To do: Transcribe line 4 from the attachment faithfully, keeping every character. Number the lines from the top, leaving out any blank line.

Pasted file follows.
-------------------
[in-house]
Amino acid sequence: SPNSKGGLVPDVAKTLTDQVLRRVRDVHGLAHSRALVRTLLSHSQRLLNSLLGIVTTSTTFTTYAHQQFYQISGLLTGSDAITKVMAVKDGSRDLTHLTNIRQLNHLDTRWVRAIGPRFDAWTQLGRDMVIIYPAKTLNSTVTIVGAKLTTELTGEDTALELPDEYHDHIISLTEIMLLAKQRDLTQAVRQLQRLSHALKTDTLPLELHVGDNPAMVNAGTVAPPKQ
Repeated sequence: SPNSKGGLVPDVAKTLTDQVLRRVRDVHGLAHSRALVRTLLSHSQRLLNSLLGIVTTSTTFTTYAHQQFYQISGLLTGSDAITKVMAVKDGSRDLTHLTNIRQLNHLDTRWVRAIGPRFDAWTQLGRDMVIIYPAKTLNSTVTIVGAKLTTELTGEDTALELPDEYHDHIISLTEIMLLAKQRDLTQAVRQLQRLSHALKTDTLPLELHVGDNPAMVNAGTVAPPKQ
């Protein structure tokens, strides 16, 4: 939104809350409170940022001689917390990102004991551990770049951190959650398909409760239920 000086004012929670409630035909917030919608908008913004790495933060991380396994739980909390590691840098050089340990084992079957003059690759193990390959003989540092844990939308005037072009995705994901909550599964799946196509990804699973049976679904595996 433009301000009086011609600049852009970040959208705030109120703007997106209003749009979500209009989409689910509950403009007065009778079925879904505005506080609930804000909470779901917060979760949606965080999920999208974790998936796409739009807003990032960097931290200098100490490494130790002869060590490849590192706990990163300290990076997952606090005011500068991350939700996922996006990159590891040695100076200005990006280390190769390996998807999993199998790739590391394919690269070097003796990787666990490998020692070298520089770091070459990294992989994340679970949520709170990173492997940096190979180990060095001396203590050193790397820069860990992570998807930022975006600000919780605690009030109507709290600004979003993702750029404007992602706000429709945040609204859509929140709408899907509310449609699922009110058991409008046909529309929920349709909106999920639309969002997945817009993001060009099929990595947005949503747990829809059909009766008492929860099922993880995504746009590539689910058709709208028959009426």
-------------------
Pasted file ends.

């Protein structure tokens, strides 16, 4: 939104809350409170940022001689917390990102004991551990770049951190959650398909409760239920 000086004012929670409630035909917030919608908008913004790495933060991380396994739980909390590691840098050089340990084992079957003059690759193990390959003989540092844990939308005037072009995705994901909550599964799946196509990804699973049976679904595996 433009301000009086011609600049852009970040959208705030109120703007997106209003749009979500209009989409689910509950403009007065009778079925879904505005506080609930804000909470779901917060979760949606965080999920999208974790998936796409739009807003990032960097931290200098100490490494130790002869060590490849590192706990990163300290990076997952606090005011500068991350939700996922996006990159590891040695100076200005990006280390190769390996998807999993199998790739590391394919690269070097003796990787666990490998020692070298520089770091070459990294992989994340679970949520709170990173492997940096190979180990060095001396203590050193790397820069860990992570998807930022975006600000919780605690009030109507709290600004979003993702750029404007992602706000429709945040609204859509929140709408899907509310449609699922009110058991409008046909529309929920349709909106999920639309969002997945817009993001060009099929990595947005949503747990829809059909009766008492929860099922993880995504746009590539689910058709709208028959009426």